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NEW YORK (AP) — Most nights around 10 p.m. when her family heads off to bed, Carol Holaday signs onto her computer. She’s not falling down Internet rabbit holes of random information or combing through social media at her San Diego home. Holoday is signing on to volunteer with the subtitle translation of Korean TV shows —often referred to as K-dramas— on the streaming platform Rakuten Viki.
“It’s my secret treat,” said Holaday, who has helped to subtitle 200 titles for Rakuten Viki, commonly just called Viki.
Viki has both original and licensed content from Japan, Korea, China and Taiwan and subscribers around the globe. Its largest audience is from the U.S., 75% of which is non-Asian. It offers a tiered subscription, or limited content is available for free with ads.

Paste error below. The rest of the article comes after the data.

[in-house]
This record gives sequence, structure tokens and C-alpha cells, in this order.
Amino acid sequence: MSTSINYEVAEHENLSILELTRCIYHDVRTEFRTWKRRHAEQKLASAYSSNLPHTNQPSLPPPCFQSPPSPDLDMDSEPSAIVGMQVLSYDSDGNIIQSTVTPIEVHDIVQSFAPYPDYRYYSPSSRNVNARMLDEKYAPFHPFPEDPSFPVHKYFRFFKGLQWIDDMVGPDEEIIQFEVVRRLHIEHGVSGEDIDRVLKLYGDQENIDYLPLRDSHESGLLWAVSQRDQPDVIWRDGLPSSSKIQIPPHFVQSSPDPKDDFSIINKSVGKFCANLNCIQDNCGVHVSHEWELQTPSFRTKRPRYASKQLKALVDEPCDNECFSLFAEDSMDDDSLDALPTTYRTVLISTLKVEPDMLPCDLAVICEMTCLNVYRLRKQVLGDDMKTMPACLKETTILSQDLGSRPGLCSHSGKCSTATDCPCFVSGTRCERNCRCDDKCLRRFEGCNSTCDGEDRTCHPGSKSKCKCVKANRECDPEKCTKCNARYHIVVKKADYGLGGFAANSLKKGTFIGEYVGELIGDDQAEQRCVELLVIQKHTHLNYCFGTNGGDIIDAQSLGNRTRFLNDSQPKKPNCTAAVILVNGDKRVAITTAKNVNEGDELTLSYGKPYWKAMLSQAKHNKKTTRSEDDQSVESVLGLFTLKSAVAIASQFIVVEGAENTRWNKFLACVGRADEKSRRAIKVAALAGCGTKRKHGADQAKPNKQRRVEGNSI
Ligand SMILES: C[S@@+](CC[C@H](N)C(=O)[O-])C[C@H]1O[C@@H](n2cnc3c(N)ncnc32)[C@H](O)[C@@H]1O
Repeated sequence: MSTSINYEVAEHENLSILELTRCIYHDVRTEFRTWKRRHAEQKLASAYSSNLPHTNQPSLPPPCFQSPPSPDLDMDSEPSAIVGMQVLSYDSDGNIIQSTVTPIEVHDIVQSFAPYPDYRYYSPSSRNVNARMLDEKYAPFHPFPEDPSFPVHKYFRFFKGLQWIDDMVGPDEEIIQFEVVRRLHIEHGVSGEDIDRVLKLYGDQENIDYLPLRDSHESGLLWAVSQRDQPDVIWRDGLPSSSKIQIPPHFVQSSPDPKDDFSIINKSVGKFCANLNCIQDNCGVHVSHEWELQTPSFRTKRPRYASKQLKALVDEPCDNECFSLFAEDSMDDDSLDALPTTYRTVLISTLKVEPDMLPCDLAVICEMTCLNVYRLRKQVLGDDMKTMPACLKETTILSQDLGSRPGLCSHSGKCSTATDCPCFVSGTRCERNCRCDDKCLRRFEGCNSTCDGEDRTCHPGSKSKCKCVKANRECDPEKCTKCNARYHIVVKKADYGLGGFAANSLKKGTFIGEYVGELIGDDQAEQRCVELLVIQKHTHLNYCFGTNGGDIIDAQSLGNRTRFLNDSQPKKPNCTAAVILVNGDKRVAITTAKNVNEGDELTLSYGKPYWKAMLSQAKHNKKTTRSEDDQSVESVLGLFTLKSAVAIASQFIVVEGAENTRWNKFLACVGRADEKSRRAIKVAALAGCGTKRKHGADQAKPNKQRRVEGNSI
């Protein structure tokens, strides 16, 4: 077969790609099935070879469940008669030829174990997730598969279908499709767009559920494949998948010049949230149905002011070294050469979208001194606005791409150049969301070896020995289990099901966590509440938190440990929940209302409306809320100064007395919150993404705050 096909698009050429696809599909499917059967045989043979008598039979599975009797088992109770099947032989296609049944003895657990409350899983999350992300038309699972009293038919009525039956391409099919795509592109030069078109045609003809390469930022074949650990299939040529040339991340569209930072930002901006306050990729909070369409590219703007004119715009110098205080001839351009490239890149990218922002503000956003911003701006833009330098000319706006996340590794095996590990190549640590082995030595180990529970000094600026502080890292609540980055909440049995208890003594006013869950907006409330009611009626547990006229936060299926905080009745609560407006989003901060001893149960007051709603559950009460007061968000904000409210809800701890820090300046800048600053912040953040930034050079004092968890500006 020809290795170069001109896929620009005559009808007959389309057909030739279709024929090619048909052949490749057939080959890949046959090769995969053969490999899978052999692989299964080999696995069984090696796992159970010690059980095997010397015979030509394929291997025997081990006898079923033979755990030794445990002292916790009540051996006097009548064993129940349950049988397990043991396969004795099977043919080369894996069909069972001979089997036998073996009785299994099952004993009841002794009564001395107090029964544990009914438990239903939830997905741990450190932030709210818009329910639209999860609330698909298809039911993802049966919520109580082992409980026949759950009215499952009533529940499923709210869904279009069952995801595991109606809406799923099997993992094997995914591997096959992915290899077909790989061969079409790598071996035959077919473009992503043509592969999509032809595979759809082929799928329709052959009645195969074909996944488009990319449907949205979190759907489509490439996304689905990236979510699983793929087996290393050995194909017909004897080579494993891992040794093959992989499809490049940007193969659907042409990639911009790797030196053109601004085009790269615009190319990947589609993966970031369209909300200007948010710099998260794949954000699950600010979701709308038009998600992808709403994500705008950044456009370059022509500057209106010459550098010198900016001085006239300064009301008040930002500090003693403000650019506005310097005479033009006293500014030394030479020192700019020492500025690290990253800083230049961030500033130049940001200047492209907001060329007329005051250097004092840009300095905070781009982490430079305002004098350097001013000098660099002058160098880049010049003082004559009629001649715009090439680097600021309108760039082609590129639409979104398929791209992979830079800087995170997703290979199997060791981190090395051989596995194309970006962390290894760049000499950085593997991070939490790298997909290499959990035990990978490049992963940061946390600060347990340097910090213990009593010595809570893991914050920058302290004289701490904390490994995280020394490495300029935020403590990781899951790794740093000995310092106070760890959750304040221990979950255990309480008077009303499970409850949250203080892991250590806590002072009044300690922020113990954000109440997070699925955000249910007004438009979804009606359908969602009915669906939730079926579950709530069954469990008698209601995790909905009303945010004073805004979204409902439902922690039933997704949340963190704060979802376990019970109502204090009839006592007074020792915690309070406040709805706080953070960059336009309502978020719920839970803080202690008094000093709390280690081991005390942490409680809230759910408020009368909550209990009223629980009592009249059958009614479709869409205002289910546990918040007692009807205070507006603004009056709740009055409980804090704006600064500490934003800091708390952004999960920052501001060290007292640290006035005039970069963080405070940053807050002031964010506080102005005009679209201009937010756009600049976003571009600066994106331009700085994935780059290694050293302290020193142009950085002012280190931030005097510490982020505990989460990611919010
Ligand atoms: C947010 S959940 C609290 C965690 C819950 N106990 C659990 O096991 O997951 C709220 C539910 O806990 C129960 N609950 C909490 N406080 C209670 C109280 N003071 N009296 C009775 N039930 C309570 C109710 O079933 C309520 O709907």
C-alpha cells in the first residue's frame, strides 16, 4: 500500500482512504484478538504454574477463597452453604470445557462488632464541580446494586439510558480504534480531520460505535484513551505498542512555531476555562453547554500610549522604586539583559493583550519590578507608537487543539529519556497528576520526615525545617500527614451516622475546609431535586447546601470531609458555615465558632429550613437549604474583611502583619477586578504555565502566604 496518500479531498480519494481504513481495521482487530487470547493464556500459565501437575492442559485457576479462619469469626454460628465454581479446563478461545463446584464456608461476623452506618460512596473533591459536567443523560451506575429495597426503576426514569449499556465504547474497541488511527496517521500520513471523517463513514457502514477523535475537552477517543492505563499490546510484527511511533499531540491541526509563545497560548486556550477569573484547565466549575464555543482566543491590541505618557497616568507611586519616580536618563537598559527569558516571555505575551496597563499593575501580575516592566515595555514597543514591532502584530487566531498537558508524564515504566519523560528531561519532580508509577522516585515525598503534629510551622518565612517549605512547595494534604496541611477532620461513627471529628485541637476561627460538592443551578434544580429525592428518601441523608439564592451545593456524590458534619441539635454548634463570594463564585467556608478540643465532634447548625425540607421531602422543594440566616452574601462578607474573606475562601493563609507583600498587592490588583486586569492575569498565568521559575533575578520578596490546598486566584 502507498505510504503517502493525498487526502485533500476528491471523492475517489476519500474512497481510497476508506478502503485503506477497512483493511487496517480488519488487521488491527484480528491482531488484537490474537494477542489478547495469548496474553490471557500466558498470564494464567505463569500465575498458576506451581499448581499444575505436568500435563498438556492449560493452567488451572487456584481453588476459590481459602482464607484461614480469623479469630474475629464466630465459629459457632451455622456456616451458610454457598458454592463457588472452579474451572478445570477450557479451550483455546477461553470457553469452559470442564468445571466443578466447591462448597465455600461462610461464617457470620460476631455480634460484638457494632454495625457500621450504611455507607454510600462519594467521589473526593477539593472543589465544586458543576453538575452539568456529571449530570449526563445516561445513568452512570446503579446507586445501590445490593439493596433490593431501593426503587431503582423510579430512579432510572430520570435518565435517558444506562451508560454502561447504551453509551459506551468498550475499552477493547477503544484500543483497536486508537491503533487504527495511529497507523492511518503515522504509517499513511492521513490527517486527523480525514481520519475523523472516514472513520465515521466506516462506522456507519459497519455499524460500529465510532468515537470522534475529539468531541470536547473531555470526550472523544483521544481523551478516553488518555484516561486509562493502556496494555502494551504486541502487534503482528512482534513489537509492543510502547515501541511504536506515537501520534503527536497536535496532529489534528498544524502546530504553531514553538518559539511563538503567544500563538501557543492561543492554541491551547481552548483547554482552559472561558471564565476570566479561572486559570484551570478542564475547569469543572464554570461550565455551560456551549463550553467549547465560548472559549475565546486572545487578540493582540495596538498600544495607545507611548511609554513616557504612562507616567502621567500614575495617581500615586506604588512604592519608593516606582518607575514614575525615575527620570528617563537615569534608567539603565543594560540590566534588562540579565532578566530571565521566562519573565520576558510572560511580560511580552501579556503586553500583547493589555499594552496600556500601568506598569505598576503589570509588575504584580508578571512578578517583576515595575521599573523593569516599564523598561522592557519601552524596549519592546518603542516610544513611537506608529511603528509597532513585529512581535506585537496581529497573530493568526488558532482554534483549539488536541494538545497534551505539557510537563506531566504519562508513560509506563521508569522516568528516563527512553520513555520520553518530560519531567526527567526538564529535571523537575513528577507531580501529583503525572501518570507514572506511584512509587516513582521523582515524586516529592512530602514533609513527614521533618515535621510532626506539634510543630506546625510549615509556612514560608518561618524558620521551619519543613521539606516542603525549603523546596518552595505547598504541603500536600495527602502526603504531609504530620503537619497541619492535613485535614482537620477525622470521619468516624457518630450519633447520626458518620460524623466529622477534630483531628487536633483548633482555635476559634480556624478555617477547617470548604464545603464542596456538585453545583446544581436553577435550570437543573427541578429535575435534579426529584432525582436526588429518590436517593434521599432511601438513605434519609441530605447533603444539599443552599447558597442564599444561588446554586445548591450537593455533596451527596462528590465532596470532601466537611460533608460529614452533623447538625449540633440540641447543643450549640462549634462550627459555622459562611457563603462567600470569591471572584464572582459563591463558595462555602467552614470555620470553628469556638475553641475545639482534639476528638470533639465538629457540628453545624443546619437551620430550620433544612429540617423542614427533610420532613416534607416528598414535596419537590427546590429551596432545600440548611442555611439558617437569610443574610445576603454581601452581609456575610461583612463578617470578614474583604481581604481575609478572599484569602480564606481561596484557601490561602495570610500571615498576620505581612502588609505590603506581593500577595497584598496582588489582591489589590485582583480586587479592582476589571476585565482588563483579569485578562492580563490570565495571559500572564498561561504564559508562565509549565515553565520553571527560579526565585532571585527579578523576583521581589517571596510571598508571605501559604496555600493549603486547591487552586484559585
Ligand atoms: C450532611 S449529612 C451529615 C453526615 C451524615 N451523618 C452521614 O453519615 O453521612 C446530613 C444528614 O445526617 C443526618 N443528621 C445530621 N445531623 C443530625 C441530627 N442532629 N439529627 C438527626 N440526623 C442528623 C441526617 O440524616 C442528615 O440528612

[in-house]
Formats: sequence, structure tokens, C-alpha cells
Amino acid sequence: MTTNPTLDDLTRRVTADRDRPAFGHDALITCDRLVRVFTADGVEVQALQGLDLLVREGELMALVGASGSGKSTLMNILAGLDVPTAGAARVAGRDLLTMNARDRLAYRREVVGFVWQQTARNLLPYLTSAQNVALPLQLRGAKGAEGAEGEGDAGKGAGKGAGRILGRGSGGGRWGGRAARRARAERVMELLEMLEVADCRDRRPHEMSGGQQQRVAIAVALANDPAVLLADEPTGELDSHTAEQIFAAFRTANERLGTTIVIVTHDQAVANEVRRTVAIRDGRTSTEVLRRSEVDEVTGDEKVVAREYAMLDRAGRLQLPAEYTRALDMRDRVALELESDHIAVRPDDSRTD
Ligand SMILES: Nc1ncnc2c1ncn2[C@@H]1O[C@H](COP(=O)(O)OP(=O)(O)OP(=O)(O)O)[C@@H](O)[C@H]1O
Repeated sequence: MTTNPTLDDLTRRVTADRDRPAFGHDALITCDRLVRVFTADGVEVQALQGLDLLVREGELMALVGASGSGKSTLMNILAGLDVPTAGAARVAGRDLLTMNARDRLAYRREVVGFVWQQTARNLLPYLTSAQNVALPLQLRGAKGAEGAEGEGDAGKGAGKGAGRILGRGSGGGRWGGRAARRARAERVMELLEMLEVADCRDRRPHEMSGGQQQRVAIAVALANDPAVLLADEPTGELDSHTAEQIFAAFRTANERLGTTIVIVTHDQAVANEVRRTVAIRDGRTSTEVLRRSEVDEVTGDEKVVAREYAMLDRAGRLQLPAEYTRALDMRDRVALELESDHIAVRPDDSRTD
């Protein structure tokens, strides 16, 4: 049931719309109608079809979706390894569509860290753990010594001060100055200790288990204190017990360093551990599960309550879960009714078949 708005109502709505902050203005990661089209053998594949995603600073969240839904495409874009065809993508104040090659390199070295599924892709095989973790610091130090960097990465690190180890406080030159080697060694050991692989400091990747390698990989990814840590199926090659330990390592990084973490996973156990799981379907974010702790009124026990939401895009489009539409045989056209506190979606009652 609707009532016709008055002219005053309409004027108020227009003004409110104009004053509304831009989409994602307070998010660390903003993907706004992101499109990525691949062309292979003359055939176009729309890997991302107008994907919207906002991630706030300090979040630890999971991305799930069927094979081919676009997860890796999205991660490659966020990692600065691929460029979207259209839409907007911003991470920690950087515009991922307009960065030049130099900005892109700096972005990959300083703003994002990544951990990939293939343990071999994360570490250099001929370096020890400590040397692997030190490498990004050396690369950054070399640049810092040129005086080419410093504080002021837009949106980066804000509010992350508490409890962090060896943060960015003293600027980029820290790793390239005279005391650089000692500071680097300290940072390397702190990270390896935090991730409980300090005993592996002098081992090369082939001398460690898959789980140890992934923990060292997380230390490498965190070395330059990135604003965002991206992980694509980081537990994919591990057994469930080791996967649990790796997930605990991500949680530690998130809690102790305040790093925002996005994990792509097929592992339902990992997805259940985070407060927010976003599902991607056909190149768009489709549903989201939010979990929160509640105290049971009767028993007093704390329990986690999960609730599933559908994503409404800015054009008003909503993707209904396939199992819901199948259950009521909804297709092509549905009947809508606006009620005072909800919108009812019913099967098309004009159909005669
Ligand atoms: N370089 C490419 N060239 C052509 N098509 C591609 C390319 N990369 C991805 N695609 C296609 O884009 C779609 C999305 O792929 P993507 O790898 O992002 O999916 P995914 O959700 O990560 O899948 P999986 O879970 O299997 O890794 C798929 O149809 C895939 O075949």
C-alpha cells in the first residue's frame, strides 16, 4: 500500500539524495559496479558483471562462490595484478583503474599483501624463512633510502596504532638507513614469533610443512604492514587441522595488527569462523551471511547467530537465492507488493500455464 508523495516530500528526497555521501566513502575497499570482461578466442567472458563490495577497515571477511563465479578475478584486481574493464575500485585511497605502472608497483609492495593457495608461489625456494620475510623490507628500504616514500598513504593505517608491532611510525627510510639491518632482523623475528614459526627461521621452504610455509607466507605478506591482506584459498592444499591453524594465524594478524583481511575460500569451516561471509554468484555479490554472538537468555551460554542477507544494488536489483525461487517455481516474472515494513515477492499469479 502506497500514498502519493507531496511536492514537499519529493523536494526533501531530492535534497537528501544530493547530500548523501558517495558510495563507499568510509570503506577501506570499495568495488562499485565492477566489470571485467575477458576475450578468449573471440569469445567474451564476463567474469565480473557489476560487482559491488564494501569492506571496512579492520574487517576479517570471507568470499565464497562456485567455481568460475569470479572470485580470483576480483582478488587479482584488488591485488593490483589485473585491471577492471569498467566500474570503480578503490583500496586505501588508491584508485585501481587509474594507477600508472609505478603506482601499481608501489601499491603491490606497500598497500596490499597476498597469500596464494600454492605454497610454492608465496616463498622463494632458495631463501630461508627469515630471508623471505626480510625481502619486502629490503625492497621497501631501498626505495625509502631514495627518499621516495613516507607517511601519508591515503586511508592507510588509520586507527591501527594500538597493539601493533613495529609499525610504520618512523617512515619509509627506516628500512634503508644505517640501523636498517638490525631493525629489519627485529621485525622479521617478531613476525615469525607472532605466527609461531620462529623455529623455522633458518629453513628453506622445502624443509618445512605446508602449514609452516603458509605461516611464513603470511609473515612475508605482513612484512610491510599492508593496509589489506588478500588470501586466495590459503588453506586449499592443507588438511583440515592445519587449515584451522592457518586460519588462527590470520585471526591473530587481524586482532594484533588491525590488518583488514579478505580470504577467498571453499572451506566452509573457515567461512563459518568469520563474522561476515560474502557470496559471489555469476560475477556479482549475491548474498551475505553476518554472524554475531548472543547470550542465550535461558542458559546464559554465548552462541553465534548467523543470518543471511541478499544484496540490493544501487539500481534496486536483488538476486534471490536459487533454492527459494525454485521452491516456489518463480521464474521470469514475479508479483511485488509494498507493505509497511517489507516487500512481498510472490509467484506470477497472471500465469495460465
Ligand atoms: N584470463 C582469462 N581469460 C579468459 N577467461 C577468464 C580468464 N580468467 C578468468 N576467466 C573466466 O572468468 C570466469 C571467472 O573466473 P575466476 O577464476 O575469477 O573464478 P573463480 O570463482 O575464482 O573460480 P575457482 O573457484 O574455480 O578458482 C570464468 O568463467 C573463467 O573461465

The translator program enlists volunteers from beginners to contributors designated as gold status based on the quality and quantity of their contributions.
Holaday, who doesn’t speak Korean, is an editor of subtitles. She looks at portions of video that have already been translated to English, and checks the grammar, word placement and spelling. Besides translators and editors, there are also “segmenters” who separate portions of video to be subtitled, so one person is not translating an entire episode.
Another proud, qualified contributor is retired attorney Connie Meredith. She even enrolled at the University of Hawaii to study Korean to become a better translator.
“The grammatical structure is so different from English that it’s really, really difficult,” said Meredith, who